NOW you tell me...

  12. #27
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    Quote Originally Posted by Ole Anderson View Post
    Concrete doesn't seem to bother my feet, but many really have problems with it. Thinking about the mechanics of it, it would seem that your shoes will have a much greater affect on your feet than what type of floor (except for something squishy like carpet or anti-fatigue mats). How much give does a hardwood floor have vs concrete? Thousandths of an inch, hundredths at most? But look at the available cushioning on good athletic shoes. I suppose if you have a pair of well worn very firm sole shoes or boots, they would be much more uncomfortable on concrete compared to a tennis style shoe with a rubber sole and good insoles. How about trying a good set of Dr. Scholls insoles before changing out your entire shop floor?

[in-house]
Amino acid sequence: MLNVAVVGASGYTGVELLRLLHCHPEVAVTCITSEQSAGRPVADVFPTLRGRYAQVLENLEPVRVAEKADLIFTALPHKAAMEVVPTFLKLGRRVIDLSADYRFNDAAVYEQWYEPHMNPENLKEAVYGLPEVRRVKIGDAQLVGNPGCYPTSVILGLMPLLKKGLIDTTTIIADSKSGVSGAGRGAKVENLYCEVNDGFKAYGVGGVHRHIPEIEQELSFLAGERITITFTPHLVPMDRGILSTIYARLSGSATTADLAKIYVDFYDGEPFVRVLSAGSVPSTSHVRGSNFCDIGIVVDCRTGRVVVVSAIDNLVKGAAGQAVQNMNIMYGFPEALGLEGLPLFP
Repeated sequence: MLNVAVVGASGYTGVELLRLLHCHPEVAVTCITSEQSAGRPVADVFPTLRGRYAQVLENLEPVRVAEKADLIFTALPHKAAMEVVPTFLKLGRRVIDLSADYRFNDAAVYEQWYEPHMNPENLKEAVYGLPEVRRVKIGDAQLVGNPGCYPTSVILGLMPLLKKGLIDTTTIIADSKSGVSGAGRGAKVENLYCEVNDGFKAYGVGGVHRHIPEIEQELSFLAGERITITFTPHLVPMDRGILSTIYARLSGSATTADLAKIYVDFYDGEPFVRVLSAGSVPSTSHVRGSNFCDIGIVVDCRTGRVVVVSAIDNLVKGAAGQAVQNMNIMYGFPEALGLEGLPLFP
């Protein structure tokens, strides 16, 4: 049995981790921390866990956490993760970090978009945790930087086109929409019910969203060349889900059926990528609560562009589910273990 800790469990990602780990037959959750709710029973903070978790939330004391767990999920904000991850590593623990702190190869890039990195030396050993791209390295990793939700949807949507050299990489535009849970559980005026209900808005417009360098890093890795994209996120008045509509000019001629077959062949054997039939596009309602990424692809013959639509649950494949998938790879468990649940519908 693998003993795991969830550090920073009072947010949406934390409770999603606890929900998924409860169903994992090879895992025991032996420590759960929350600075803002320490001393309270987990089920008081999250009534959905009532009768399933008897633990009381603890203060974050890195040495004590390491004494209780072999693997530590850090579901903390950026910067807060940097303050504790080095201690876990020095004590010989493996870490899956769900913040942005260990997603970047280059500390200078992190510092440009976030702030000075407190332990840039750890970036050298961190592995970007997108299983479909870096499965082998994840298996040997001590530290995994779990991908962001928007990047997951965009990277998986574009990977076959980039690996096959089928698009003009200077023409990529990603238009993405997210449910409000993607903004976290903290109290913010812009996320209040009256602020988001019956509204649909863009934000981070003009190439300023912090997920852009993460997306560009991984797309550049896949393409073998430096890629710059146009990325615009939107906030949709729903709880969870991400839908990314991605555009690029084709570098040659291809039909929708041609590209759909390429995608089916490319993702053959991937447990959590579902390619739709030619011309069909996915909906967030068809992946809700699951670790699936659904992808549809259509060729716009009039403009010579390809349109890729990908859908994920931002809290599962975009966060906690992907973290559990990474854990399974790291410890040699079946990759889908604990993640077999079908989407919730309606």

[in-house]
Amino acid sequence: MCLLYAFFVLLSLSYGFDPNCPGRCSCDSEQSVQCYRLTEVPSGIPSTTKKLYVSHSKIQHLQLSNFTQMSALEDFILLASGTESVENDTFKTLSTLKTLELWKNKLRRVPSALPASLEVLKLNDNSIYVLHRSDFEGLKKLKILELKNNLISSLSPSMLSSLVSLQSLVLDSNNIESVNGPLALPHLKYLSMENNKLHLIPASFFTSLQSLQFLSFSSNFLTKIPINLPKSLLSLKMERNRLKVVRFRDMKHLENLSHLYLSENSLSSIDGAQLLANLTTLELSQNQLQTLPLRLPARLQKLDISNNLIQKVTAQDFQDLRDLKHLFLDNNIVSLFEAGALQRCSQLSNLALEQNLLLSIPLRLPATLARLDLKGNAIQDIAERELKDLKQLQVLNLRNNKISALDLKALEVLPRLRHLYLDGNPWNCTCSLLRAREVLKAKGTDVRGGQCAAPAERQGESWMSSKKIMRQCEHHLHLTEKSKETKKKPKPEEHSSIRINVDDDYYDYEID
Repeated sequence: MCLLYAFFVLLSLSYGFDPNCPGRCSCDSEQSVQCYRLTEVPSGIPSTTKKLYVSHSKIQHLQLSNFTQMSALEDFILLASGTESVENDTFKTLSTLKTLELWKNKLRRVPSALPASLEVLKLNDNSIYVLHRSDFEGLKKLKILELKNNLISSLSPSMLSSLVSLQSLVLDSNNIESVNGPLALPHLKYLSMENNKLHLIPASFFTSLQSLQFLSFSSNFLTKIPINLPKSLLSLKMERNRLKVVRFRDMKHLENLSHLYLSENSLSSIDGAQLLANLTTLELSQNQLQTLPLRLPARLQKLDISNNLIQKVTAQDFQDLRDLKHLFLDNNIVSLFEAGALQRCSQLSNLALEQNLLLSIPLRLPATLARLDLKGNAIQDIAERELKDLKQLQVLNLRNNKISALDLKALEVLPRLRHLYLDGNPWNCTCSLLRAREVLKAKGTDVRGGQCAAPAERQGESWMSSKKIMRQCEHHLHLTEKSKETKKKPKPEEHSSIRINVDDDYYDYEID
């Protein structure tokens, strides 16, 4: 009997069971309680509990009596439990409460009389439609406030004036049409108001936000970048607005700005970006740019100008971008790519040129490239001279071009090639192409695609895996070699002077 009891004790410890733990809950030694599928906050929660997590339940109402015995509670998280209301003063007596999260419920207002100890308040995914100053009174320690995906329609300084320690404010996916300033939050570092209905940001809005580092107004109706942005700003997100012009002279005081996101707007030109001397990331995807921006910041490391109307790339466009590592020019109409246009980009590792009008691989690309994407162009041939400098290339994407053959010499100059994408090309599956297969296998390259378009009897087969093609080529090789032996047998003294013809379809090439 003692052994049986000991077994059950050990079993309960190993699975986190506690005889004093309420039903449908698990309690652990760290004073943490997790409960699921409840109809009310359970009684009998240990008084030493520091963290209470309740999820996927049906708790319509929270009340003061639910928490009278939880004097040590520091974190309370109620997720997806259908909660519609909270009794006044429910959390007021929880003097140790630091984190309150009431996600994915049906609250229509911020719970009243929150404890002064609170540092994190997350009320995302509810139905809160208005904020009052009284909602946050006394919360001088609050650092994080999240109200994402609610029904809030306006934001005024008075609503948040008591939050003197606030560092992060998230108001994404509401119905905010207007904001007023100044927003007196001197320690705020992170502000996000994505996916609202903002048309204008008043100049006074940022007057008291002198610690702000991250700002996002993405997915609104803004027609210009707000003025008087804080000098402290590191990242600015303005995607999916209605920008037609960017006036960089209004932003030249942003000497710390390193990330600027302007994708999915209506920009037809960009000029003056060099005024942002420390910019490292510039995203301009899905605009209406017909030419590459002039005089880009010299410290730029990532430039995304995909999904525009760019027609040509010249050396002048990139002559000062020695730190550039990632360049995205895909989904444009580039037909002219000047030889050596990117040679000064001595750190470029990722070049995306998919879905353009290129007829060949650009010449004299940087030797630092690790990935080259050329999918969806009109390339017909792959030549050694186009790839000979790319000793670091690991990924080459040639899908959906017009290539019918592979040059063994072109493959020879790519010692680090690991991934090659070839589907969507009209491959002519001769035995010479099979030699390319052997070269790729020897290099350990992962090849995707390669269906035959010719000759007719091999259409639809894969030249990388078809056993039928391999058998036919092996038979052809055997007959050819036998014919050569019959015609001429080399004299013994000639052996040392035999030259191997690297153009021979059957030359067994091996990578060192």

You can easily feel the difference running, in the same shoes, on concrete, asphalt, and packed dirt. The hardness is in that order, and it's very noticeable.

    Additionally, concrete is cold and it's brutal on anything that happens to be dropped. The floors in my house are mostly dyed concrete, we have pads in the kitchen at the work areas, because it helps.
    Last edited by mike stenson; 01-20-2020 at 10:12 AM.

  13. #28
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    Yes, I was surprised by the increased comfort level when I ditched my ‘soakin wet Stacys’ (to paraphrase Tom Waits) and stepped into new workshop shoes.

  14. #29
    I’ve heard good things about Delta-FL. You need something like that because the slab almost certainly does not have a vapor barrier under it. You might also consider 1” XPS foam board (tape the joints) with 3/4” ply over it (biscuit the seams) Buildingscience.com has some useful information.

  15. #30
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    If Concrete meets earth, there will still be moisture migration, even with a very good drain system in place . . . sorry. The only way around it is a vapor barrier under the gravel base before the concrete is poured.